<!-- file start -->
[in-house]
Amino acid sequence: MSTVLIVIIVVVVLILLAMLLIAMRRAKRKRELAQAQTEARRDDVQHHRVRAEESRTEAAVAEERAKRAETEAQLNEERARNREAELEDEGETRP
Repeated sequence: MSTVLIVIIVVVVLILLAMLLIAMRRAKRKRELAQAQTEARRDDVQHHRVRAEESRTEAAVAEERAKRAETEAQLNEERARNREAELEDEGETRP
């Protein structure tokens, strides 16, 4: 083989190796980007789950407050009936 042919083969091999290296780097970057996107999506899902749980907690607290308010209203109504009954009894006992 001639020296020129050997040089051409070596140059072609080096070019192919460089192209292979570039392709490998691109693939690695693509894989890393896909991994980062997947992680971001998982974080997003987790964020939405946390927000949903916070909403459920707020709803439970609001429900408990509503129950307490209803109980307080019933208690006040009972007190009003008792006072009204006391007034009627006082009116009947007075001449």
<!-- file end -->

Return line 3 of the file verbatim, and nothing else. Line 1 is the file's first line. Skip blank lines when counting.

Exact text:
Repeated sequence: MSTVLIVIIVVVVLILLAMLLIAMRRAKRKRELAQAQTEARRDDVQHHRVRAEESRTEAAVAEERAKRAETEAQLNEERARNREAELEDEGETRP